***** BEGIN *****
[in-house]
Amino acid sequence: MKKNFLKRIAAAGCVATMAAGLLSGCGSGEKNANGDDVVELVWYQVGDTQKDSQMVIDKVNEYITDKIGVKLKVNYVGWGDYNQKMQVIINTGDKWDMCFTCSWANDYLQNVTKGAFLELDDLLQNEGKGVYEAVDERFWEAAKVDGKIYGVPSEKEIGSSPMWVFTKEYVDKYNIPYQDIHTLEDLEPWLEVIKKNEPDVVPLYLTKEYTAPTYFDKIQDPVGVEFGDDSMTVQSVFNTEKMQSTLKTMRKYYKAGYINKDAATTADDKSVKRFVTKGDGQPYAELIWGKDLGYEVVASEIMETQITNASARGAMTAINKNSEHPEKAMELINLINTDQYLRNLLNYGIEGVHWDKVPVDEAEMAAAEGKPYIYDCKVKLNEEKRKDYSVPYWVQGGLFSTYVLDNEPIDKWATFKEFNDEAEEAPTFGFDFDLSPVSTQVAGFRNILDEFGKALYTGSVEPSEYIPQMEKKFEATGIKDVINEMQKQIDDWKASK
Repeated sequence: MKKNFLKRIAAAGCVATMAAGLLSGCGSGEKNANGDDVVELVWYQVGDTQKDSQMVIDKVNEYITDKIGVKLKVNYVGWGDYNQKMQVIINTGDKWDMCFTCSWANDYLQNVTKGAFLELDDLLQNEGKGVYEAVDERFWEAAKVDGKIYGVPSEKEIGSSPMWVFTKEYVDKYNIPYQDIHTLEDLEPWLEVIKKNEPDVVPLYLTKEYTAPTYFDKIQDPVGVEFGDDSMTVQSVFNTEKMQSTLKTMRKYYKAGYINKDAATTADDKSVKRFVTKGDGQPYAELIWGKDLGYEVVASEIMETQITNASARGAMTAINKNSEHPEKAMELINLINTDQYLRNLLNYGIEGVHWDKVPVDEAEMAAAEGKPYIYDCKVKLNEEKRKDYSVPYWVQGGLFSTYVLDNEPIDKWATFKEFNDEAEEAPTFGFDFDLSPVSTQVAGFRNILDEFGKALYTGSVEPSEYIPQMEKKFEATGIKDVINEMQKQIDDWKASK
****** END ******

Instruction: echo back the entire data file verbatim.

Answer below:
[in-house]
Amino acid sequence: MKKNFLKRIAAAGCVATMAAGLLSGCGSGEKNANGDDVVELVWYQVGDTQKDSQMVIDKVNEYITDKIGVKLKVNYVGWGDYNQKMQVIINTGDKWDMCFTCSWANDYLQNVTKGAFLELDDLLQNEGKGVYEAVDERFWEAAKVDGKIYGVPSEKEIGSSPMWVFTKEYVDKYNIPYQDIHTLEDLEPWLEVIKKNEPDVVPLYLTKEYTAPTYFDKIQDPVGVEFGDDSMTVQSVFNTEKMQSTLKTMRKYYKAGYINKDAATTADDKSVKRFVTKGDGQPYAELIWGKDLGYEVVASEIMETQITNASARGAMTAINKNSEHPEKAMELINLINTDQYLRNLLNYGIEGVHWDKVPVDEAEMAAAEGKPYIYDCKVKLNEEKRKDYSVPYWVQGGLFSTYVLDNEPIDKWATFKEFNDEAEEAPTFGFDFDLSPVSTQVAGFRNILDEFGKALYTGSVEPSEYIPQMEKKFEATGIKDVINEMQKQIDDWKASK
Repeated sequence: MKKNFLKRIAAAGCVATMAAGLLSGCGSGEKNANGDDVVELVWYQVGDTQKDSQMVIDKVNEYITDKIGVKLKVNYVGWGDYNQKMQVIINTGDKWDMCFTCSWANDYLQNVTKGAFLELDDLLQNEGKGVYEAVDERFWEAAKVDGKIYGVPSEKEIGSSPMWVFTKEYVDKYNIPYQDIHTLEDLEPWLEVIKKNEPDVVPLYLTKEYTAPTYFDKIQDPVGVEFGDDSMTVQSVFNTEKMQSTLKTMRKYYKAGYINKDAATTADDKSVKRFVTKGDGQPYAELIWGKDLGYEVVASEIMETQITNASARGAMTAINKNSEHPEKAMELINLINTDQYLRNLLNYGIEGVHWDKVPVDEAEMAAAEGKPYIYDCKVKLNEEKRKDYSVPYWVQGGLFSTYVLDNEPIDKWATFKEFNDEAEEAPTFGFDFDLSPVSTQVAGFRNILDEFGKALYTGSVEPSEYIPQMEKKFEATGIKDVINEMQKQIDDWKASK